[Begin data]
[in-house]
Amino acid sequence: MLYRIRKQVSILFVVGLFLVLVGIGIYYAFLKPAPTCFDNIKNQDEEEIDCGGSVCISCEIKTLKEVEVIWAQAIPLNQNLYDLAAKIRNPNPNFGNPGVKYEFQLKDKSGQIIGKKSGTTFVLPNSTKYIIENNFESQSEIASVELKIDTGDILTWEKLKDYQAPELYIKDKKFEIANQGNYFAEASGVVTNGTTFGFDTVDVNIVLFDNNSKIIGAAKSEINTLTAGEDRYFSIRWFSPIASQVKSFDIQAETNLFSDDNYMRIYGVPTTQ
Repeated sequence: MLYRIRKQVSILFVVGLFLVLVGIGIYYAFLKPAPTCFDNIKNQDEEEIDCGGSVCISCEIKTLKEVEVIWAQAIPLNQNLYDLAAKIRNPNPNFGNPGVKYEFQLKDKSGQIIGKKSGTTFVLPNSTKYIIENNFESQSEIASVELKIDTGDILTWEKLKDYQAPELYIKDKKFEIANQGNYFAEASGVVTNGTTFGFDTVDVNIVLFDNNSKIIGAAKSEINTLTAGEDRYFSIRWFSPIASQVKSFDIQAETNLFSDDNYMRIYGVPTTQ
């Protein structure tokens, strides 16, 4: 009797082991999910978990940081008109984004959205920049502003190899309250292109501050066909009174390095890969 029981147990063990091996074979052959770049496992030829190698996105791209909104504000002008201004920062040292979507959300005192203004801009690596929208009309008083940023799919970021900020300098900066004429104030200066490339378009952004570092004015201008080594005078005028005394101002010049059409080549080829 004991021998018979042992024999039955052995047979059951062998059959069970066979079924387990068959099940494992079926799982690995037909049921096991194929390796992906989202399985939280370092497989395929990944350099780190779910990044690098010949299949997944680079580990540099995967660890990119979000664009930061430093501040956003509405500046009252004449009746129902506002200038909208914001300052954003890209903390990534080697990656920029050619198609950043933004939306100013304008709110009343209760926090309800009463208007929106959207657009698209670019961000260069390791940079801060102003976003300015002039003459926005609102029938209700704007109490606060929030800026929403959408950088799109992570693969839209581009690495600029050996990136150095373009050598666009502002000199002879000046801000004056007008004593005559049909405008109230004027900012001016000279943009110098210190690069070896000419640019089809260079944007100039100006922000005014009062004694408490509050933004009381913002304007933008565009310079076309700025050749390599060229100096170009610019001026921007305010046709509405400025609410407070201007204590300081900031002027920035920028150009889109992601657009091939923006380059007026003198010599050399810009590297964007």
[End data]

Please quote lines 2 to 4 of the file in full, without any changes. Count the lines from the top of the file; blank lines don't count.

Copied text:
Amino acid sequence: MLYRIRKQVSILFVVGLFLVLVGIGIYYAFLKPAPTCFDNIKNQDEEEIDCGGSVCISCEIKTLKEVEVIWAQAIPLNQNLYDLAAKIRNPNPNFGNPGVKYEFQLKDKSGQIIGKKSGTTFVLPNSTKYIIENNFESQSEIASVELKIDTGDILTWEKLKDYQAPELYIKDKKFEIANQGNYFAEASGVVTNGTTFGFDTVDVNIVLFDNNSKIIGAAKSEINTLTAGEDRYFSIRWFSPIASQVKSFDIQAETNLFSDDNYMRIYGVPTTQ
Repeated sequence: MLYRIRKQVSILFVVGLFLVLVGIGIYYAFLKPAPTCFDNIKNQDEEEIDCGGSVCISCEIKTLKEVEVIWAQAIPLNQNLYDLAAKIRNPNPNFGNPGVKYEFQLKDKSGQIIGKKSGTTFVLPNSTKYIIENNFESQSEIASVELKIDTGDILTWEKLKDYQAPELYIKDKKFEIANQGNYFAEASGVVTNGTTFGFDTVDVNIVLFDNNSKIIGAAKSEINTLTAGEDRYFSIRWFSPIASQVKSFDIQAETNLFSDDNYMRIYGVPTTQ
């Protein structure tokens, strides 16, 4: 009797082991999910978990940081008109984004959205920049502003190899309250292109501050066909009174390095890969 029981147990063990091996074979052959770049496992030829190698996105791209909104504000002008201004920062040292979507959300005192203004801009690596929208009309008083940023799919970021900020300098900066004429104030200066490339378009952004570092004015201008080594005078005028005394101002010049059409080549080829 004991021998018979042992024999039955052995047979059951062998059959069970066979079924387990068959099940494992079926799982690995037909049921096991194929390796992906989202399985939280370092497989395929990944350099780190779910990044690098010949299949997944680079580990540099995967660890990119979000664009930061430093501040956003509405500046009252004449009746129902506002200038909208914001300052954003890209903390990534080697990656920029050619198609950043933004939306100013304008709110009343209760926090309800009463208007929106959207657009698209670019961000260069390791940079801060102003976003300015002039003459926005609102029938209700704007109490606060929030800026929403959408950088799109992570693969839209581009690495600029050996990136150095373009050598666009502002000199002879000046801000004056007008004593005559049909405008109230004027900012001016000279943009110098210190690069070896000419640019089809260079944007100039100006922000005014009062004694408490509050933004009381913002304007933008565009310079076309700025050749390599060229100096170009610019001026921007305010046709509405400025609410407070201007204590300081900031002027920035920028150009889109992601657009091939923006380059007026003198010599050399810009590297964007």